WASHINGTON—The number of people seeking unemployment benefits fell sharply last week to 684,000, the fewest since the pandemic erupted a year ago and a sign that the economy is improving.
Thursday’s report from the Labor Department showed that jobless claims fell from 781,000 the week before. It is the first time that weekly applications for jobless aid have fallen below 700,000 since mid-March of last year. Before the pandemic tore through the economy, applications had never topped that level.
Still, a total of 18.9 million people are continuing to collect jobless benefits, up from 18.2 million in the previous week. Roughly one-third of those recipients are in extended federal aid programs, which means they’ve been unemployed for at least six months.
Their prolonged joblessness could prove to be a long-term hindrance: Typically, many people who have been unemployed for extended periods struggle to find work even as the economy regains its health.
The economy has been showing signs of emerging from the pandemic crisis with renewed vigor, with spending picking up, manufacturing strengthening and employers adding workers. Hiring increased in February, with 379,000 added jobs—more than double January’s total. The economy expanded at a 4.3 percent annual rate in the final three months of last year, the government estimated Thursday, slightly faster than its previous estimate. That pace is widely expected to accelerate in the coming months, fueled by substantial government rescue aid.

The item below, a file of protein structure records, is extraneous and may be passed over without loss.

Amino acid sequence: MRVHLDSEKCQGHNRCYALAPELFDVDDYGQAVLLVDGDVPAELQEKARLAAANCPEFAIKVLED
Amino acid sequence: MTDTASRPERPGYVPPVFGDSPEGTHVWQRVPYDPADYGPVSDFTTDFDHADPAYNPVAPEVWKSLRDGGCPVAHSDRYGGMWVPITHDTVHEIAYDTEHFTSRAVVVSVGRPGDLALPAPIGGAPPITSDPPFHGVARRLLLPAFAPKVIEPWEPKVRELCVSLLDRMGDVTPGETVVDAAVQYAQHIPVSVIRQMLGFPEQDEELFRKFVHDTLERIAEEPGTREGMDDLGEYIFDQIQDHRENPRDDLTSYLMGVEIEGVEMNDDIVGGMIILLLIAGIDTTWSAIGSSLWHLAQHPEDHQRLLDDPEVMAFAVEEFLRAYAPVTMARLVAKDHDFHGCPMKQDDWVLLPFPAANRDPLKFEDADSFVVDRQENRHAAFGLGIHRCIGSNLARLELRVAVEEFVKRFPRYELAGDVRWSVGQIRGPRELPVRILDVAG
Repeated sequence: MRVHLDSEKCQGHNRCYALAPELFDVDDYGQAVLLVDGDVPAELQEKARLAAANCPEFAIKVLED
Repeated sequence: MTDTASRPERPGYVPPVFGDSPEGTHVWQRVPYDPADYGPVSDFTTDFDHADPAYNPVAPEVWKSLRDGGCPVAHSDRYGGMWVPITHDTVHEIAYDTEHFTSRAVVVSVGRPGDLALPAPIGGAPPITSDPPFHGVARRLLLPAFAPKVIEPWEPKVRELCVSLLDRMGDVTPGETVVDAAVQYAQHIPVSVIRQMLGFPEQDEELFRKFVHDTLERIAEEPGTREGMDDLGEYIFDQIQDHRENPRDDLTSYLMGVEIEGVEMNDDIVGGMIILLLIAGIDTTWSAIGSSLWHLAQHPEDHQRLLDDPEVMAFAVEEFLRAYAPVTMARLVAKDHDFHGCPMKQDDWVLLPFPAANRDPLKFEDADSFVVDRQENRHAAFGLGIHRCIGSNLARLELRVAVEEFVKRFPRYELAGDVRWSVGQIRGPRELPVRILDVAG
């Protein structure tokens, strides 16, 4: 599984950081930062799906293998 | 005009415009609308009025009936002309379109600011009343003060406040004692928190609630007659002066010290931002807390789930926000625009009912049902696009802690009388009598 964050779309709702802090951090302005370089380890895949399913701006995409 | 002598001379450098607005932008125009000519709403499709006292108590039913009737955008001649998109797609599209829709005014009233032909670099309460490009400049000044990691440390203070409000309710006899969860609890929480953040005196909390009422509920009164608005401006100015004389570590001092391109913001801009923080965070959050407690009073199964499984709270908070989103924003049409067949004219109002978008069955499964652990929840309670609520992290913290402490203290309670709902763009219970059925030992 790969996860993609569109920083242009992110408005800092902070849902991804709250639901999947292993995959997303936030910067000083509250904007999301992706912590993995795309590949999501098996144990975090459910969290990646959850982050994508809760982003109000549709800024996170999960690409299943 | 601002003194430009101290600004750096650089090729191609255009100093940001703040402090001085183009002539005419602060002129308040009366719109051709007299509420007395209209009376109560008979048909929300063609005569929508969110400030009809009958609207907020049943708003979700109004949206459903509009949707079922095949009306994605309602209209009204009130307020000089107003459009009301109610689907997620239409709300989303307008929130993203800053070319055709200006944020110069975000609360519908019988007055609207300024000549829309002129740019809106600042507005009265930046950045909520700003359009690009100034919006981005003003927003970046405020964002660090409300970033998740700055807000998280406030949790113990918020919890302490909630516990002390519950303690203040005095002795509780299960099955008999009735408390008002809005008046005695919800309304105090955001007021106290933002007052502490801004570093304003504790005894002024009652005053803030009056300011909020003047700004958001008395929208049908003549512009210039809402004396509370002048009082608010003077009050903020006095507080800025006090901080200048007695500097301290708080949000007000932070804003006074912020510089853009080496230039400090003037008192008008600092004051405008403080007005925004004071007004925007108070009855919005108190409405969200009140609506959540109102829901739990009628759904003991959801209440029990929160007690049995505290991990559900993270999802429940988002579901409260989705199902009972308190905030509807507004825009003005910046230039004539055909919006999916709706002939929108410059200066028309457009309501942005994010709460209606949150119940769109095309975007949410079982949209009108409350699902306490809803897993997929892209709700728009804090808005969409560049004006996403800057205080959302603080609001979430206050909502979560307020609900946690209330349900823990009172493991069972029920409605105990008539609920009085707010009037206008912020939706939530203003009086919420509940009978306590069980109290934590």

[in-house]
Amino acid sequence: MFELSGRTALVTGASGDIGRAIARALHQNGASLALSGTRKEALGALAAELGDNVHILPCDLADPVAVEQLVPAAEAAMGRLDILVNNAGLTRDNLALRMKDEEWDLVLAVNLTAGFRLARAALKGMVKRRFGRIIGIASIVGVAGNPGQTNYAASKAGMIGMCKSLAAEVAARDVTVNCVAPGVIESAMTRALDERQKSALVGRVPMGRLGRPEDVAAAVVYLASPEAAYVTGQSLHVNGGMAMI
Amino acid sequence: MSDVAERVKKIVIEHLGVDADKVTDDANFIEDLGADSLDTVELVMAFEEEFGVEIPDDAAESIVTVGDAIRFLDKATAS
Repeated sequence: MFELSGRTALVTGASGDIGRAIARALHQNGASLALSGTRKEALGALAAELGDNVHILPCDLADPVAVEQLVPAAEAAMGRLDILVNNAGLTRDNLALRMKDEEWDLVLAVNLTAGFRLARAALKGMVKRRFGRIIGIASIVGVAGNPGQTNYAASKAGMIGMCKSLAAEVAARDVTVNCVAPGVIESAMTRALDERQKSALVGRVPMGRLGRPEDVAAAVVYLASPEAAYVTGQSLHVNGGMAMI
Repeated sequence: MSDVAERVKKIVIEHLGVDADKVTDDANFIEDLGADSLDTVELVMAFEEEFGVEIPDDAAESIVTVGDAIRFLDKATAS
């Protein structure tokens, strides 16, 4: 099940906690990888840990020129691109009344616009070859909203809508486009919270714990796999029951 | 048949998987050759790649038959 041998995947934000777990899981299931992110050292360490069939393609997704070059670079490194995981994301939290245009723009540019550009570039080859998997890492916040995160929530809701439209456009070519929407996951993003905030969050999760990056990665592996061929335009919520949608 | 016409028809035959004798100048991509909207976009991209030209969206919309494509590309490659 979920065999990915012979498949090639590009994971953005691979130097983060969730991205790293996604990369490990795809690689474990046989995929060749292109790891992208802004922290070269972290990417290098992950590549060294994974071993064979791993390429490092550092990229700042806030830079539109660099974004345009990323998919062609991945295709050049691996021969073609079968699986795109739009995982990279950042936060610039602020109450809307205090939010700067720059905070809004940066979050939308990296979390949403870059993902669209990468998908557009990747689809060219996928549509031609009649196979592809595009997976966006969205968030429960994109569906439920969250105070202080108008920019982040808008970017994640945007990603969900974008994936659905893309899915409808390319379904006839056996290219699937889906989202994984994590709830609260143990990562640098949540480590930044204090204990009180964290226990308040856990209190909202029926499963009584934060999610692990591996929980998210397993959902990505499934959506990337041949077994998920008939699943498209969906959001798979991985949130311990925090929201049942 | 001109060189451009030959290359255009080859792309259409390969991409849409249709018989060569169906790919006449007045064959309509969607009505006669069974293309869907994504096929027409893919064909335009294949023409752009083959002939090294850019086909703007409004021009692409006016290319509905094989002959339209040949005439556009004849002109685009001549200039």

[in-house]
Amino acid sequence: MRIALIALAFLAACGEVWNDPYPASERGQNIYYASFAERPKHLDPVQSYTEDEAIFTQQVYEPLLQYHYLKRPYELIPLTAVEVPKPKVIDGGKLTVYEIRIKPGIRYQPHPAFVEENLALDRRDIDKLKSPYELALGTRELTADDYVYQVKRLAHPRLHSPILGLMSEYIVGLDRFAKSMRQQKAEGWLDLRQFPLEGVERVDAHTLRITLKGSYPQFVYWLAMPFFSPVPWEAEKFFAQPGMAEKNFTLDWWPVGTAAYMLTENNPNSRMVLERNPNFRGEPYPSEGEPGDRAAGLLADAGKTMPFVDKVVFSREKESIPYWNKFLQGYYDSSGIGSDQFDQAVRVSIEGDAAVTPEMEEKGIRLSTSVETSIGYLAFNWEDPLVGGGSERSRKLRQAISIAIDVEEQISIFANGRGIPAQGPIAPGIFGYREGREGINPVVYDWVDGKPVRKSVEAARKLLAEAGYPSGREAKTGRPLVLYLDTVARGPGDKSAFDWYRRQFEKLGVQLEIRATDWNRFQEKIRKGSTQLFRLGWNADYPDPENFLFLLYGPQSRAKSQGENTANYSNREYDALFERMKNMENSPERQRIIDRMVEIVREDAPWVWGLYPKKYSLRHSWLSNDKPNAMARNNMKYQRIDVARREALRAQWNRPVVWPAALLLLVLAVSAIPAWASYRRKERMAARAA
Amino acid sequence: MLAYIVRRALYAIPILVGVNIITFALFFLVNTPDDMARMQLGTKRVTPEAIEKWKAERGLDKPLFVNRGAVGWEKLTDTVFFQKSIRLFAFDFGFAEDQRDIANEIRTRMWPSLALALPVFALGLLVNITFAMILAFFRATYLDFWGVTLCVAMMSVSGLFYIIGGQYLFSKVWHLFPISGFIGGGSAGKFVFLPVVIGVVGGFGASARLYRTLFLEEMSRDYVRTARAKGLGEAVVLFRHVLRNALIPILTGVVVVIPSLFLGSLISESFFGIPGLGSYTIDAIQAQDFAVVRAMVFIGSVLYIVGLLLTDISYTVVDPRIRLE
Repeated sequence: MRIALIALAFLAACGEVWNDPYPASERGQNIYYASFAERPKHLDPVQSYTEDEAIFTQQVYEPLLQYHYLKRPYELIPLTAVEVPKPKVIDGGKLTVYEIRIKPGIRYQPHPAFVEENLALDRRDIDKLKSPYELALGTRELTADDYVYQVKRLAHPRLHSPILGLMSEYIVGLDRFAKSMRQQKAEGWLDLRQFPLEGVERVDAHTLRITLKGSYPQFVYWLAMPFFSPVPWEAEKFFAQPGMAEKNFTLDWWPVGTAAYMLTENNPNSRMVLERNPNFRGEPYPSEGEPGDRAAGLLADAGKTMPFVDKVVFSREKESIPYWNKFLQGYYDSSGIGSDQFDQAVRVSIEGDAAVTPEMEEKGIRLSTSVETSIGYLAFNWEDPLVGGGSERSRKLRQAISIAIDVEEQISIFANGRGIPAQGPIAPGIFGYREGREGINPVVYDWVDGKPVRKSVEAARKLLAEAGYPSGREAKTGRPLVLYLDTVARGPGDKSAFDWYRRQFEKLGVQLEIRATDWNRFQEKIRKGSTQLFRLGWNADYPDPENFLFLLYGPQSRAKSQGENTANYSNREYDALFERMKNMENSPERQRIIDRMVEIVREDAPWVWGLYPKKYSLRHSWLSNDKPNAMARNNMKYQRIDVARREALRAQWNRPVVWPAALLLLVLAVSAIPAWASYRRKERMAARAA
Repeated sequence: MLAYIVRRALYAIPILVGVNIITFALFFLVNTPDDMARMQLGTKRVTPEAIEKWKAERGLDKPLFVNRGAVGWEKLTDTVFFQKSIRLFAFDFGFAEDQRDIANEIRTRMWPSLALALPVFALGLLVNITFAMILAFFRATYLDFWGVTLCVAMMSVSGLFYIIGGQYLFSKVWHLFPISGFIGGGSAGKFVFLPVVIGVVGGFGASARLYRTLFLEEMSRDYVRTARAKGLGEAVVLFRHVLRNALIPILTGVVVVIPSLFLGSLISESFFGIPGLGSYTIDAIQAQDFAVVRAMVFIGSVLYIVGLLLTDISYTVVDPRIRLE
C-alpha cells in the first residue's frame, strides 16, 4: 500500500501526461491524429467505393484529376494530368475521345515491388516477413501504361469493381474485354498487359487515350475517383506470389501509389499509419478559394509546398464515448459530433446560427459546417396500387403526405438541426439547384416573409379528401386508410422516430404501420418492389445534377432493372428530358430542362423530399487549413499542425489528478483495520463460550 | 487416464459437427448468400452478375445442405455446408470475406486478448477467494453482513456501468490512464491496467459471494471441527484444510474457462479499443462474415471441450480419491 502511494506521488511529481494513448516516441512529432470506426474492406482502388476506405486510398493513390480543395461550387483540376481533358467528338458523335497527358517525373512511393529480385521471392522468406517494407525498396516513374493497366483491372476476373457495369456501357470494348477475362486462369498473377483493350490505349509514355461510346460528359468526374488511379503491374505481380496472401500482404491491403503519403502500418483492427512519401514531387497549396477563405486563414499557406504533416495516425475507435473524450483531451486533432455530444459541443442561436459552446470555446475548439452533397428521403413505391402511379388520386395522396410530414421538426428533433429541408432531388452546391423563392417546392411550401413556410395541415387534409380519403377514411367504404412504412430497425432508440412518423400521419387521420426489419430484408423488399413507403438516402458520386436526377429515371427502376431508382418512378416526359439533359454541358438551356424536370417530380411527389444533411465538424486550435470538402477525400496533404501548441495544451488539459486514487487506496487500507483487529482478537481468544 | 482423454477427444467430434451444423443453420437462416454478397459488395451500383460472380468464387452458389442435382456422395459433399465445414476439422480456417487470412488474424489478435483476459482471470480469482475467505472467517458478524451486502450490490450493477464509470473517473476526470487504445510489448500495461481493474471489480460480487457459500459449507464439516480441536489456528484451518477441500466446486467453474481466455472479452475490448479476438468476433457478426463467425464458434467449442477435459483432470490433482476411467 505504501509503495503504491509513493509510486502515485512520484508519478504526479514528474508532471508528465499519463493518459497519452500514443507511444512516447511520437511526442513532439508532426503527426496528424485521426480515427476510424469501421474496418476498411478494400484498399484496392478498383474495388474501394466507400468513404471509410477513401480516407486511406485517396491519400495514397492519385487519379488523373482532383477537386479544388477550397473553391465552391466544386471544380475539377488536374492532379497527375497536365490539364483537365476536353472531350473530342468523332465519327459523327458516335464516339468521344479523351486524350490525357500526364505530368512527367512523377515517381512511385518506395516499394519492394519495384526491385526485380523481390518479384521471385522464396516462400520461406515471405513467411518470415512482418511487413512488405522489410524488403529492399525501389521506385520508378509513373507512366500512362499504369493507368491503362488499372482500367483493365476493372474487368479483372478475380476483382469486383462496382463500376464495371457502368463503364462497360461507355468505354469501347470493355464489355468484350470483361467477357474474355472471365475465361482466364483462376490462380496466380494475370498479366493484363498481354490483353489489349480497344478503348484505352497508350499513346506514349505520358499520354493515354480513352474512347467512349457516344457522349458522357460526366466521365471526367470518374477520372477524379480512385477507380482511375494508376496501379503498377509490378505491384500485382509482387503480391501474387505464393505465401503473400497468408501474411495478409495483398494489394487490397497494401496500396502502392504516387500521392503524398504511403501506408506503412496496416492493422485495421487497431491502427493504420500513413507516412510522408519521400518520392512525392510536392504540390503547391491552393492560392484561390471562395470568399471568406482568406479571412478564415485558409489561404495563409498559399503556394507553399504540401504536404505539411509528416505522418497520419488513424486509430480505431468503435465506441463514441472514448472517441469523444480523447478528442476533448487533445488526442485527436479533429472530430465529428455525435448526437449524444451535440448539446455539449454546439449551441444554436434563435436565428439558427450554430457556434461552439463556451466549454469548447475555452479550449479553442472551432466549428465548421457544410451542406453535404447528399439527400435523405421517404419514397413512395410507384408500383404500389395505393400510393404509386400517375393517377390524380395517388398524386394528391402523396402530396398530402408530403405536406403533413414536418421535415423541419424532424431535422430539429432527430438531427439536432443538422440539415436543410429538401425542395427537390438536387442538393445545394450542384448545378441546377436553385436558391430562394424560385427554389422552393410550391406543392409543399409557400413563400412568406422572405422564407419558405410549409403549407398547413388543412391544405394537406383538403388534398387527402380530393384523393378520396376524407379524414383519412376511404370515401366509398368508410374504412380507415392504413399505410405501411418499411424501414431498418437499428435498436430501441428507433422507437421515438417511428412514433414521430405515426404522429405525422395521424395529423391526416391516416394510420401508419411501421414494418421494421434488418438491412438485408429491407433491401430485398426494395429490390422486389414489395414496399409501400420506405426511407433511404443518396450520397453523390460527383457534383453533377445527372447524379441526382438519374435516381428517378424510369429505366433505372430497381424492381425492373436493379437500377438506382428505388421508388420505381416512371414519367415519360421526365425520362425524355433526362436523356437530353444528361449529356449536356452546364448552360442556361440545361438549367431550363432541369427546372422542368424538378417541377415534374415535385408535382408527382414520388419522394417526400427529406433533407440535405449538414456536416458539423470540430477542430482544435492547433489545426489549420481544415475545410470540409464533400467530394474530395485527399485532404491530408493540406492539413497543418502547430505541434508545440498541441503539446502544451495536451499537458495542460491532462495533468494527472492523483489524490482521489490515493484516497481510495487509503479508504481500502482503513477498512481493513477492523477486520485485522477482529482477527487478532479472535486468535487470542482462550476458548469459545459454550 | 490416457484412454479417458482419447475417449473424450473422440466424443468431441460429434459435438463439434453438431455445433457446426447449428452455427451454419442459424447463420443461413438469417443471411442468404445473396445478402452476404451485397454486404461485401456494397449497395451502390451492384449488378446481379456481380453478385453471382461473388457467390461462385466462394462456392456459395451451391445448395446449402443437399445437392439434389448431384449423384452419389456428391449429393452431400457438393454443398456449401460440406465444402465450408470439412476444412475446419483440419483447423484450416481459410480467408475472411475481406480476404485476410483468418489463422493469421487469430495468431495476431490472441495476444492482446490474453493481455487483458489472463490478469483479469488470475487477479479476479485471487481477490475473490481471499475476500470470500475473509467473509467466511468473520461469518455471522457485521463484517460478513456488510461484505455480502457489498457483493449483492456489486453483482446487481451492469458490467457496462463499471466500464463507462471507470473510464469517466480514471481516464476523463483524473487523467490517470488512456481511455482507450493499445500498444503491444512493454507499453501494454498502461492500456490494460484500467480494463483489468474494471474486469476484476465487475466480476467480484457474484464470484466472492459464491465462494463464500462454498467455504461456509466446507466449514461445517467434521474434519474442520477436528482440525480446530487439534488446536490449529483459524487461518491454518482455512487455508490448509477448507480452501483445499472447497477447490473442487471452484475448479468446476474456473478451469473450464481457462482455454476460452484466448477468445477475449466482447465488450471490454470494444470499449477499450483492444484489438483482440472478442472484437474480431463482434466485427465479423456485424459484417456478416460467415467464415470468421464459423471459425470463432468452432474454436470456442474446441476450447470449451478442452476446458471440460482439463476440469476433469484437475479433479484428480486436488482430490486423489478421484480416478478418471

Credit card data from JPMorgan Chase showed that consumer spending jumped last week as the $1,400 checks that are going to most adults under President Joe Biden’s $1.9 trillion emergency aid package began to be paid out. The Treasury says it has so far distributed 127 million payments worth $325 billion.
Last week, Federal Reserve policymakers substantially boosted their forecast for the economy this year, anticipating growth of 6.5 percent for 2021, up from an estimate of just 4.2 percent three months ago. That would be the fastest rate of expansion in any year since 1984. The Fed also projects that the unemployment rate will reach 4.5 percent by the end of this year, down from the current 6.2 percent.
Last week, some individual states reported sharp drops in applications for aid. In Illinois, they tumbled 80 percent to just under 15,000. In Ohio, they fell by nearly a third to 69,000.
Nationally, though, the number of recipients in an extended federal jobless benefits program jumped by 730,000 to 5.5 million, with nearly all the increase occurring in California.